# Is this equation correct?

• campa
In summary, the equation provided is 2NH3(s) + 3Cl2(g) -> N2(g) + 6HCl(g) and it is most likely referring to the gas phase reaction since NH3 is typically used as a water solution in labs. The state of NH3 in the first equation is gas, despite the potential misprint. The addition of extra Cl2 would result in the formation of NH4Cl(s) and H2(g). Chemical calculators such as BATE and CASC can be used for pH calculations, titration curves, concentration conversions, and solution preparation in lab and educational settings.

#### campa

2NH3(s) + 3Cl2(g) -> N2(g) + 6HCl(g)

What should the state of NH3 be?

NH3(s) ? What temperature are you working at ?

Borek said:
At STP ammonia is a gas, although in lab practice it is most commonly used as a water solution.

Borek

Yeah, my thought was that he was talking about NH3(aq) (which is NH4OH), not the solid. Which of course produces (with Cl2(g)) NCl3 a moderate explosive. Hey haven't we all played with NI3 ... the stories I could tell ;)

Last edited:
the equation was given to us like 2NH3(s) + 3Cl2(g) -> N2(g) + 6HCl(g) I'm not sure about the temperature though. And it also said that with extra Cl2 you get the equation like Cl2(g)+NH3(g) -> NCl3(g) + HCl(g)
I suppose the state of NH3 in the first equation must be gas. The teacher must have misprinted it!

campa said:
the equation was given to us like 2NH3(s) + 3Cl2(g) -> N2(g) + 6HCl(g) I'm not sure about the temperature though. And it also said that with extra Cl2 you get the equation like Cl2(g)+NH3(g) -> NCl3(g) + HCl(g)
I suppose the state of NH3 in the first equation must be gas. The teacher must have misprinted it!

Close but one of the products from the gas phase reaction is NH4Cl(s).

but I thought that you get NH4Cl(s) when you use extra NH3

campa said:
but I thought that you get NH4Cl(s) when you use extra NH3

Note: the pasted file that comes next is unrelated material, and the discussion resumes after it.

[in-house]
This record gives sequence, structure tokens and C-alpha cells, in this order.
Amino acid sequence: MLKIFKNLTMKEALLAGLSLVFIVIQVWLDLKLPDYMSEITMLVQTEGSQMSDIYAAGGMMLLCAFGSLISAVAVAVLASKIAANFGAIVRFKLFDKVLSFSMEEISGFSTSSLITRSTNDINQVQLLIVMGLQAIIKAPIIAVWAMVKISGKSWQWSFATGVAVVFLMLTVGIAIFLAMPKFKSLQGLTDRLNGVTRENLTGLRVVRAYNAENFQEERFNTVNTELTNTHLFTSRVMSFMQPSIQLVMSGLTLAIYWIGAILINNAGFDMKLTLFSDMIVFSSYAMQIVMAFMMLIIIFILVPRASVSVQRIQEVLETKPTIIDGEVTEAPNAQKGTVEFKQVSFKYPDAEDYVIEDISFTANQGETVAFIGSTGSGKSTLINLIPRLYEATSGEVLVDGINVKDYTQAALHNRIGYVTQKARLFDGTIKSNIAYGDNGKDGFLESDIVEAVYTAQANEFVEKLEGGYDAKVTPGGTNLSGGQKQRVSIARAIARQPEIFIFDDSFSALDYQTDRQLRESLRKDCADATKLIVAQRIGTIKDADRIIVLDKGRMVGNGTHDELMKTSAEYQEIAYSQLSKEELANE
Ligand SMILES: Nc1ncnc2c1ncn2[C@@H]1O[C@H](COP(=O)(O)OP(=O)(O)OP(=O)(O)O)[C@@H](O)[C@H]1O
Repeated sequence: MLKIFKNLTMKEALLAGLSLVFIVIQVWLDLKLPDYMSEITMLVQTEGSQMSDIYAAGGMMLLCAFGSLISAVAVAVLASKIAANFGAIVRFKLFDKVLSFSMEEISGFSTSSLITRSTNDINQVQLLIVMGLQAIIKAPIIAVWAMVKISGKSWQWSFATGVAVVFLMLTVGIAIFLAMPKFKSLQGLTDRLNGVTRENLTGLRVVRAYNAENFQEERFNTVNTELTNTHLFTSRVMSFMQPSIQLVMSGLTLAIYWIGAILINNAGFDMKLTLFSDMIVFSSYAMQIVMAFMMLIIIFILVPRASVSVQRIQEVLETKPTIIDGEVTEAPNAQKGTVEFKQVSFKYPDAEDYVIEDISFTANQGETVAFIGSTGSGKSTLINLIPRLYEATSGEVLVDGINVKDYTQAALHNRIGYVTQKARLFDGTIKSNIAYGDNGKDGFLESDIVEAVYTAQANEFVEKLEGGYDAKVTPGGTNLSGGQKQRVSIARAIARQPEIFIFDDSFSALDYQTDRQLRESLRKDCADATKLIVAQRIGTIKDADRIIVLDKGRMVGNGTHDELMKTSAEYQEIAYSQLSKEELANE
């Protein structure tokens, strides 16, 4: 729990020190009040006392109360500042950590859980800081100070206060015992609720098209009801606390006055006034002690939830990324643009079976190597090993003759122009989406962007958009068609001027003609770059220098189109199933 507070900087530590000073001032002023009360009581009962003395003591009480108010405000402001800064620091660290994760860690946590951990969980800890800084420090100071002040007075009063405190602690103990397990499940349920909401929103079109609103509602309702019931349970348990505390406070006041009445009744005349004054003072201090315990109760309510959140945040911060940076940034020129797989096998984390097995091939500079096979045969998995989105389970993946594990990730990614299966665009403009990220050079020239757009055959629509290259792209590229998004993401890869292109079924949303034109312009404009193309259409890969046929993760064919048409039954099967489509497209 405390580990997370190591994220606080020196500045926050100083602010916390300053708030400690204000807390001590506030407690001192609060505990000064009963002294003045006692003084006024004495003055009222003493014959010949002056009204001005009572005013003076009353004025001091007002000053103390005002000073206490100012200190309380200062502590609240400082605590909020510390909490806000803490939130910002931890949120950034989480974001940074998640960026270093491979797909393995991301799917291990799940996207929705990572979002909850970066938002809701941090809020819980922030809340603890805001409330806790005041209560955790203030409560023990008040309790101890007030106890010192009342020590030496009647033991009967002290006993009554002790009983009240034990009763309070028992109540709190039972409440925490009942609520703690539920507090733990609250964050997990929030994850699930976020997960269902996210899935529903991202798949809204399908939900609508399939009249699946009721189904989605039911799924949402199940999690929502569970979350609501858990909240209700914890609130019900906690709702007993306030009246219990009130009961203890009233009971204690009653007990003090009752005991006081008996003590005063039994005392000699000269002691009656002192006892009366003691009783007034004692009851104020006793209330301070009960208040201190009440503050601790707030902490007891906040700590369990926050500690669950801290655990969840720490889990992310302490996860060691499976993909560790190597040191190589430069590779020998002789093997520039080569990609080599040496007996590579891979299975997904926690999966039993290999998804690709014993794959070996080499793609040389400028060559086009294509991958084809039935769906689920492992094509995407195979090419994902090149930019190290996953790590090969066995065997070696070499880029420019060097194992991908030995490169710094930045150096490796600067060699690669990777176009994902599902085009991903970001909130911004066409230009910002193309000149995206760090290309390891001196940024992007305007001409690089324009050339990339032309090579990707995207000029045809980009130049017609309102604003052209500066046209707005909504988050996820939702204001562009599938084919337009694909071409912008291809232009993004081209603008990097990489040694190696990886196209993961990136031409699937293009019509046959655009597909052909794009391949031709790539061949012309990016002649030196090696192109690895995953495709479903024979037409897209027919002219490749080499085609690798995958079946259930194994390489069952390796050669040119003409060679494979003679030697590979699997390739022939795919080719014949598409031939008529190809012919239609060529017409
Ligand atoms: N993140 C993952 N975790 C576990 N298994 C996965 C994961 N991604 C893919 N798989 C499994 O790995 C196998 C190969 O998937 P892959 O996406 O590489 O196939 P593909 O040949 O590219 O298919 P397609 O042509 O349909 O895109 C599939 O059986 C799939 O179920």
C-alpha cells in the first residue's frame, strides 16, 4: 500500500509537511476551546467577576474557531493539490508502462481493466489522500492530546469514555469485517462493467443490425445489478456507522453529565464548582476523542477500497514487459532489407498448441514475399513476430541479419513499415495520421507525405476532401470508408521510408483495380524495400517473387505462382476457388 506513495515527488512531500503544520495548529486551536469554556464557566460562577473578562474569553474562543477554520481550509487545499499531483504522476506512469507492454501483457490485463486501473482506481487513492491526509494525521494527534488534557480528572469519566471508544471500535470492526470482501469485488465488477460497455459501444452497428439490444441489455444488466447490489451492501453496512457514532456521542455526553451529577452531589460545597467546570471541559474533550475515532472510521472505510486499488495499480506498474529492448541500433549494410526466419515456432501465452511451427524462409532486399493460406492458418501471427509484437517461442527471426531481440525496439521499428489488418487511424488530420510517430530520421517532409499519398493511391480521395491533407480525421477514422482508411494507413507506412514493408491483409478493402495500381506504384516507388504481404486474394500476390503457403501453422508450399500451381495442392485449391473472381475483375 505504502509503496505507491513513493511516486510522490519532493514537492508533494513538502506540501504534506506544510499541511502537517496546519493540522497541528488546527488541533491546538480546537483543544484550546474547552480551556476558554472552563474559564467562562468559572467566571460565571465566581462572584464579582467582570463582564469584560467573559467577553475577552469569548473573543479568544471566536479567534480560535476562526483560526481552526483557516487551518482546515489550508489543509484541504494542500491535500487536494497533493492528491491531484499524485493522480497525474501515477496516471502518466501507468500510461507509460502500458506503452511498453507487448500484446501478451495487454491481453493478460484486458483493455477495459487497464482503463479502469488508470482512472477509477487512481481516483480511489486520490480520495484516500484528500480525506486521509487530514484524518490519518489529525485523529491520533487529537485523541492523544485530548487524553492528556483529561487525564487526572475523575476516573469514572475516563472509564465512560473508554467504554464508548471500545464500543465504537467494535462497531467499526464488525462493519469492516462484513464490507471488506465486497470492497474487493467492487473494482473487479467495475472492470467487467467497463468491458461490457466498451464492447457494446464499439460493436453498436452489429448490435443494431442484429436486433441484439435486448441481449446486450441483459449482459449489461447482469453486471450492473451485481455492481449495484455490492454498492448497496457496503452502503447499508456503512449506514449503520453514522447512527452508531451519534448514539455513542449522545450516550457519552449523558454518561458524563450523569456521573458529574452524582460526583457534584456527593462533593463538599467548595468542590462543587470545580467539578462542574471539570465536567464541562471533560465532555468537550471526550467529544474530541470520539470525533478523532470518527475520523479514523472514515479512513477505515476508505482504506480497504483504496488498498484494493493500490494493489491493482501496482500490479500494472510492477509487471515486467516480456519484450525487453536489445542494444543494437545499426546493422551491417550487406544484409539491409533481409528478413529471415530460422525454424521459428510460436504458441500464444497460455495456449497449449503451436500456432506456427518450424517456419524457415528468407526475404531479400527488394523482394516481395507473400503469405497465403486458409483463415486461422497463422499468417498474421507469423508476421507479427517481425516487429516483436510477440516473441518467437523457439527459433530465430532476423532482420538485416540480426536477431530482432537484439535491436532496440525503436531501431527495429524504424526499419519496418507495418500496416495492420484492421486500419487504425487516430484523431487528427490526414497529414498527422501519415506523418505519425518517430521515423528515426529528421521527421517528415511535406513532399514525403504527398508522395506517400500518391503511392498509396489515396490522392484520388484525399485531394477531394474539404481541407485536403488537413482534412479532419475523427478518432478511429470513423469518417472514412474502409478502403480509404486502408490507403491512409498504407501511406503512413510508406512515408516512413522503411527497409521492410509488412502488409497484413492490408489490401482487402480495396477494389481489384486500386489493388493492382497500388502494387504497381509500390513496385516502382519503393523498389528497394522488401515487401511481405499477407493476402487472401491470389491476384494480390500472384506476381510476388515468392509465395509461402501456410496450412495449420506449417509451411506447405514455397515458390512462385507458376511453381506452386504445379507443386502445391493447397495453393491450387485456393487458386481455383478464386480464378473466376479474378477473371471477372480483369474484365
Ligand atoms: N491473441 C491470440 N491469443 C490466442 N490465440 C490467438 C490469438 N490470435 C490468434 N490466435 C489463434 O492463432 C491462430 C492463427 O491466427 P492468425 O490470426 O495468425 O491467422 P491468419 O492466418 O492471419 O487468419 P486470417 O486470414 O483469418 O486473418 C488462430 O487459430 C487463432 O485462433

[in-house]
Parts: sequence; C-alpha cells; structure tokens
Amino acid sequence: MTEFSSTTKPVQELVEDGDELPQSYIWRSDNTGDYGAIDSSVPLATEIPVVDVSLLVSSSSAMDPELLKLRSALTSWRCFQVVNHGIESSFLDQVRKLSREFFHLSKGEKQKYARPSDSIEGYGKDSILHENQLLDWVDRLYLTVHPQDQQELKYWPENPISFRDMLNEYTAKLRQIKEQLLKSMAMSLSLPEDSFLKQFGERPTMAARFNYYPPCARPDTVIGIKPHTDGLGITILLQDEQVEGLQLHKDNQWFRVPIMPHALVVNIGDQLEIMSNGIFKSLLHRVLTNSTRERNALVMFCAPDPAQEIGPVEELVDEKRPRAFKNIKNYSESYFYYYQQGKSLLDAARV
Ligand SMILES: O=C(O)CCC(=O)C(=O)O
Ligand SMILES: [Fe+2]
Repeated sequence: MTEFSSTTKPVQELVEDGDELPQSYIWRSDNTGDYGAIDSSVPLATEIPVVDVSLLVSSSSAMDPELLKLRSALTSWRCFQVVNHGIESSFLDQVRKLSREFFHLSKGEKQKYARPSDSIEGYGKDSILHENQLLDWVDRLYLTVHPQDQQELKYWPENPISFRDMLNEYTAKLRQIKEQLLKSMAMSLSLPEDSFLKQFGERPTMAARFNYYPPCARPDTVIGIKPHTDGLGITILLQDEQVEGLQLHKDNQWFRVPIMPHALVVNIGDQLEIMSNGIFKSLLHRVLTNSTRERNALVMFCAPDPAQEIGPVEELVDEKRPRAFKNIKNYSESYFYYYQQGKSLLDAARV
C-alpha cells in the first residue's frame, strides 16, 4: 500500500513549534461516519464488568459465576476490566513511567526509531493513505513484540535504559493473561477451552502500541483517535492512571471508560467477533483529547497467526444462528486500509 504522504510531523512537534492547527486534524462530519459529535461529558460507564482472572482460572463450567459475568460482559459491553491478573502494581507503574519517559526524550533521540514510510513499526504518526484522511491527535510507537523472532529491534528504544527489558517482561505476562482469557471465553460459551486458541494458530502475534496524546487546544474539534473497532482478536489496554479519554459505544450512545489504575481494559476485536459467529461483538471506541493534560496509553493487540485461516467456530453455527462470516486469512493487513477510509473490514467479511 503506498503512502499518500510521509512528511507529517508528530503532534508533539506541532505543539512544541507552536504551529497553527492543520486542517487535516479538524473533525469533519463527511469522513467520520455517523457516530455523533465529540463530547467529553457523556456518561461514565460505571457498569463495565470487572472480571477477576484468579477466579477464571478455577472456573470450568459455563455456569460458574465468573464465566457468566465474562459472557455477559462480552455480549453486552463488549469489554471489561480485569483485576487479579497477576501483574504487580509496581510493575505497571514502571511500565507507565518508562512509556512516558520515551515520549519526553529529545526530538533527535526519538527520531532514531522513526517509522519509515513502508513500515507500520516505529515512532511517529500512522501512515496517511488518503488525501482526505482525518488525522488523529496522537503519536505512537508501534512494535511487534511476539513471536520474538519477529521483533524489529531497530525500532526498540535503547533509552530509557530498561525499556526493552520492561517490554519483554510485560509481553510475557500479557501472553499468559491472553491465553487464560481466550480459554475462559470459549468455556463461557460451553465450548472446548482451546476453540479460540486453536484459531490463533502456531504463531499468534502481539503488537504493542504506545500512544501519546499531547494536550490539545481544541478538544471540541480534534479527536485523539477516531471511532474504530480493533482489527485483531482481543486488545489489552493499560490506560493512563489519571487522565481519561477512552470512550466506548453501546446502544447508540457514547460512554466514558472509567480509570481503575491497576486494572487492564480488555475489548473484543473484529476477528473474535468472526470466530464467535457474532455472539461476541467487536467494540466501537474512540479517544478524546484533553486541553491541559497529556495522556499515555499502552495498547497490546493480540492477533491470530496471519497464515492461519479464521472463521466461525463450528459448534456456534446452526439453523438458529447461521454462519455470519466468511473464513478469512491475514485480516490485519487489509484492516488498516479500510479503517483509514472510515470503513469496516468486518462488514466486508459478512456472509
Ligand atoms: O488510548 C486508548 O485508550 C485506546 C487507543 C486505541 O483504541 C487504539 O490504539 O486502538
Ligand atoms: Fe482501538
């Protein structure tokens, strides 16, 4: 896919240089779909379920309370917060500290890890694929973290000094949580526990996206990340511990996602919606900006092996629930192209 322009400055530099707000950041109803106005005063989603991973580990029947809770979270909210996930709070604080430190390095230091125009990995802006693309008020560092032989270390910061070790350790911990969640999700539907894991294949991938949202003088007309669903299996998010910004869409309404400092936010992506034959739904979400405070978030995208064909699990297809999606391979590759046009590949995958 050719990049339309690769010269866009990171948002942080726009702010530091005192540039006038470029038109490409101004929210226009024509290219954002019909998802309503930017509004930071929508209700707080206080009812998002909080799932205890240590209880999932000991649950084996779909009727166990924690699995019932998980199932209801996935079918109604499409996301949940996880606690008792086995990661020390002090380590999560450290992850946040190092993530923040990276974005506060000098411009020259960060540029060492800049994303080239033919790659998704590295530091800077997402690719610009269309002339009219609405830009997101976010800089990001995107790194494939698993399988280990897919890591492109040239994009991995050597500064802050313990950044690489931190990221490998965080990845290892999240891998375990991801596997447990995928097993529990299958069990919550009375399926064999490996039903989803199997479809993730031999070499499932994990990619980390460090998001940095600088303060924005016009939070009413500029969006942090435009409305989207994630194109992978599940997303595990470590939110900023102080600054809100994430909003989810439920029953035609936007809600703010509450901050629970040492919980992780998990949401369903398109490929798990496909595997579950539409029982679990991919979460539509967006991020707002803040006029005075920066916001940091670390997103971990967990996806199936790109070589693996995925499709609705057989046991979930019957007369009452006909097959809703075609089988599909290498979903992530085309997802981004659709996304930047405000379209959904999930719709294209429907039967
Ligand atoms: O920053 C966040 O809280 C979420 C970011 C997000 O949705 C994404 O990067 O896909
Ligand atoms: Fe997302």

Another hint: H2(g).

## 1. Is there a way to check if an equation is correct?

Yes, there are several ways to check if an equation is correct. One way is to plug in values for the variables and see if the resulting answer is consistent with the given equation. Another way is to simplify both sides of the equation and see if they are equal to each other.

## 2. How do I know if my equation follows the correct mathematical rules?

To ensure that your equation follows the correct mathematical rules, you can refer to a math textbook or consult with a math expert. You can also use online resources or software that can check the validity of your equation.

## 3. I am getting different answers when I solve an equation in different ways. Which one is correct?

It is possible to get different answers when solving an equation in different ways. In order to determine which answer is correct, you can try plugging in the solutions to the original equation and see which one satisfies the equation. You can also double-check your work and make sure you are following the correct mathematical rules.

## 4. Can an equation be both correct and incorrect at the same time?

No, an equation cannot be both correct and incorrect at the same time. If an equation follows the correct mathematical rules and is consistent with the given information, then it is considered correct. If an equation does not follow these rules or is inconsistent, then it is incorrect.

## 5. How can I tell if an equation is incorrect?

If an equation does not follow the correct mathematical rules or is inconsistent with the given information, then it is considered incorrect. Some signs that an equation may be incorrect include having variable terms on both sides of the equation, having a division by zero, or having an illogical solution.

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